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Here’s an article from the S.I. Advance about the local theaters of yesteryear. The “Empire” is mentioned.
Farrell Lumber has closed its doors, and is now out of business. This occurred sometime around March 1, 2009.
I saw “A Christmas Story” it’s first weekend out, and loved it. Wonderful film. I try to catch it at least once during the 24-hour Christmas Eve marathon.
Most of “A Christmas Story”’s plot was taken from Jean Shepherd’s great book “In God We Trust – All Others Pay Cash.” But – the subplot about the mangy Bumpus hounds who terrorize The Old Man was taken from another of Shepherd’s superb books – “Wanda Hickey’s Night Of Golden Memories and Other Disasters,” which deals with Ralph as a teenager. Another film, “The Phantom Of The Open Hearth,” was made for public TV, based on “Wanda Hickey’s…” back in 1976. That’s a wonderful film as well, and it’s shameful that it’s not on DVD. Supposedly, the Shepherd estate wants to much money for the rights.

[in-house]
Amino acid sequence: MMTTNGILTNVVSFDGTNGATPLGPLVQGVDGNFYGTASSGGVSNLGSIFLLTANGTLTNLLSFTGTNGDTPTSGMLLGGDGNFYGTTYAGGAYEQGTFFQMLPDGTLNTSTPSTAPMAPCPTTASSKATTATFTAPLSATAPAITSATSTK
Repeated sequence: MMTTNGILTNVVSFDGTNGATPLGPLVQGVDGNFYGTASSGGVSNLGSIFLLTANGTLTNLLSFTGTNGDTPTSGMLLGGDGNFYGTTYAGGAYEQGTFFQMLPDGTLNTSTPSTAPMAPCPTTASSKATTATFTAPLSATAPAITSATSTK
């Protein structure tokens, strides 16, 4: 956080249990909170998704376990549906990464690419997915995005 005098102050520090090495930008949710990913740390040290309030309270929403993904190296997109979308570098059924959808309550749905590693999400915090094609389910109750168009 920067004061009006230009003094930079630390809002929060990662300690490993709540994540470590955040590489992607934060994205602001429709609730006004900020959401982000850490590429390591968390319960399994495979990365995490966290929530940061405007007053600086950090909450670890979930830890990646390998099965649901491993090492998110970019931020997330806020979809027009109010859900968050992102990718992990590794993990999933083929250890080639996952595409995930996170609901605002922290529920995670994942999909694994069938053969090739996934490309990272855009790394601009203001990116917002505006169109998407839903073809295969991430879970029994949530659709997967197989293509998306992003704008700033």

I saw “Harry and Tonto” at the Paris back in 1974. Unfortunately, I haven’t been back since. So many of New York’s classic single-screen movie houses, like the Sutton and the Murray Hill, are gone. I’m glad that the Paris is still going strong.
There is no more Shop-Rite; it became a Stop and Shop a couple of years ago. The building that housed the theater is in a far corner of the lot, and it’s still standing. And empty.